The others who turned the trick are Bob Horner, Chipper Jones, Eddie Mathews, Scott Rolen and Jim Ray Hart.
Yet Longoria doesn't see himself as a home run hitter.
"Sometimes it's kind of baffling to me that I hit as many home runs as I do," Longoria said, "because I go into batting practice, and I don't hit any home runs. On a very rare basis, I may hit one or two, but I'm really one of those guys who needs the pitcher to supply the power.
"I definitely have the kind of swing where I have to be in a good rhythm and feel good at the plate to be able to hit home runs. I feel like there are some other guys, namely Chris Davis, who is just so strong that his swing may break down from time to time. But he hits some balls, and maybe mishits them, and hits the ball out of the ballpark. There's a lot of guys like that."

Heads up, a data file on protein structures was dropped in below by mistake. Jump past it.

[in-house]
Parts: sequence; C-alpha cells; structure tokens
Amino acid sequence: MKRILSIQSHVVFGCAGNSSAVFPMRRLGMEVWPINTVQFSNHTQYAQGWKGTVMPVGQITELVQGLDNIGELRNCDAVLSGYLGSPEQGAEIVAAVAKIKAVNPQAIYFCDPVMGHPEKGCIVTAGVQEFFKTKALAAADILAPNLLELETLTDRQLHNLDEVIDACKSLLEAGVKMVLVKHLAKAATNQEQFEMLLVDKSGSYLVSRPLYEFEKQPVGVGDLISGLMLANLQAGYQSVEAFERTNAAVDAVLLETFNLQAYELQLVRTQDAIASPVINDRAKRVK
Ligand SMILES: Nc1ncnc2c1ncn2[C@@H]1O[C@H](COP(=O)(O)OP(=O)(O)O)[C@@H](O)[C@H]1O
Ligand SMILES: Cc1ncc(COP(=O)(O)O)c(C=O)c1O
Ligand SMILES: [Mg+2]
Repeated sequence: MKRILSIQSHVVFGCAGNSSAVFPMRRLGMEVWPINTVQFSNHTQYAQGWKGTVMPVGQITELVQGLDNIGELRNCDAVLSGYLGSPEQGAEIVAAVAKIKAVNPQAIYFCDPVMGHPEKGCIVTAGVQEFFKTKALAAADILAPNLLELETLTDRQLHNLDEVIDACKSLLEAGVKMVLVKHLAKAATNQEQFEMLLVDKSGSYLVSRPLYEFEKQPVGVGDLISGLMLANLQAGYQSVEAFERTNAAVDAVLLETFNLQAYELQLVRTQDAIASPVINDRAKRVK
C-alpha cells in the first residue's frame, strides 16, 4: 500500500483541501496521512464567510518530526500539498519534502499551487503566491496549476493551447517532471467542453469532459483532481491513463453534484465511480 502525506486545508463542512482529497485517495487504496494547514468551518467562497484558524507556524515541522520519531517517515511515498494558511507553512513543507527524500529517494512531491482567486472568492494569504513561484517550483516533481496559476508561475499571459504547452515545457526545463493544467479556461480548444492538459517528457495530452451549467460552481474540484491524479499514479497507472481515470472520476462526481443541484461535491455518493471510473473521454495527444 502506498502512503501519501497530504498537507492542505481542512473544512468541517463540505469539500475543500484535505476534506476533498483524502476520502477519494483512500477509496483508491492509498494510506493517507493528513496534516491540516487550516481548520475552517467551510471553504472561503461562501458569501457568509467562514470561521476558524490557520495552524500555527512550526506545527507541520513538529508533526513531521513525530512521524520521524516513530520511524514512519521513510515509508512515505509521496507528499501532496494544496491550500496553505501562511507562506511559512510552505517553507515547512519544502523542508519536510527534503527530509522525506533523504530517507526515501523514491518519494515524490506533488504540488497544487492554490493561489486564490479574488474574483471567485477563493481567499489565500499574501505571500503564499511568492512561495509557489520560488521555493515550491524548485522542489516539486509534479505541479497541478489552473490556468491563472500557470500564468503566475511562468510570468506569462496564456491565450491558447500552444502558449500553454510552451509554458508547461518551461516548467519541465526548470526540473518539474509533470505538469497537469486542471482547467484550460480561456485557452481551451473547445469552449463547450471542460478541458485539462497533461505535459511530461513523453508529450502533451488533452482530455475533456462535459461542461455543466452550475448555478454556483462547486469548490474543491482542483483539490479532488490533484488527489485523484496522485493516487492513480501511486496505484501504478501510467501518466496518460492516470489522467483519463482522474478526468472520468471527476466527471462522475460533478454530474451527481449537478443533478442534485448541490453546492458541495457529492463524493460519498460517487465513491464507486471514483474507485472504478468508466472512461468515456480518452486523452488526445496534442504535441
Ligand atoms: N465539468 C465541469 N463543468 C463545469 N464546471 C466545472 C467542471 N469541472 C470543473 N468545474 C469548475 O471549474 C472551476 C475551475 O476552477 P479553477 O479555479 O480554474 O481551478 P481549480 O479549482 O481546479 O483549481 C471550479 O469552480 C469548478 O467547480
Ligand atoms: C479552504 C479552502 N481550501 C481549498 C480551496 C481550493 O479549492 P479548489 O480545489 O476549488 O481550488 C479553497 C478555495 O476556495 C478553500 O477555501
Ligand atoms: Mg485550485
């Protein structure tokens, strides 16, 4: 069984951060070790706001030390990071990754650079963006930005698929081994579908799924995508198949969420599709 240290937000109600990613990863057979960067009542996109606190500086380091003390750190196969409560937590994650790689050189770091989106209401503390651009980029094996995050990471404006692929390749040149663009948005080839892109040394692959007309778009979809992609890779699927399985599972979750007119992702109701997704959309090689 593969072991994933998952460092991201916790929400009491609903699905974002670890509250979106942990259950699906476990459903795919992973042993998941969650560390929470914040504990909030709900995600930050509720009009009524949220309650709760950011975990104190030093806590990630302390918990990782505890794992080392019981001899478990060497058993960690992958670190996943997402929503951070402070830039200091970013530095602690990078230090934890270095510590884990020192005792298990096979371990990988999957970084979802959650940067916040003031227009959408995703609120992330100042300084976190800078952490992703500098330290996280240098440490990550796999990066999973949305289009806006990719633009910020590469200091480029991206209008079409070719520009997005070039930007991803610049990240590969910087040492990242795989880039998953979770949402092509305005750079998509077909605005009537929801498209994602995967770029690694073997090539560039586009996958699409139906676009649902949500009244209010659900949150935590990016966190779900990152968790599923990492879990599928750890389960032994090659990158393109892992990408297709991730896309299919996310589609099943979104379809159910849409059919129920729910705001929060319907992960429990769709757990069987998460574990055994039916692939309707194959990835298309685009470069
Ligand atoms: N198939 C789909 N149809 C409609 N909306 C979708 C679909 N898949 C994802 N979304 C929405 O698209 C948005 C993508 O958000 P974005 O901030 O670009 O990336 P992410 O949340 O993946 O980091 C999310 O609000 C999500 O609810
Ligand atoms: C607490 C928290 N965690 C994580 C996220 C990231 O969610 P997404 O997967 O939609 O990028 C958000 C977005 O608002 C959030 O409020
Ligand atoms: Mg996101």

Many of Longoria's home runs have been to the opposite field this season, which he said is an indication of "when I'm at my best."
Bill Chastain is a reporter for MLB.com. This story was not subject to the approval of Major League Baseball or its clubs.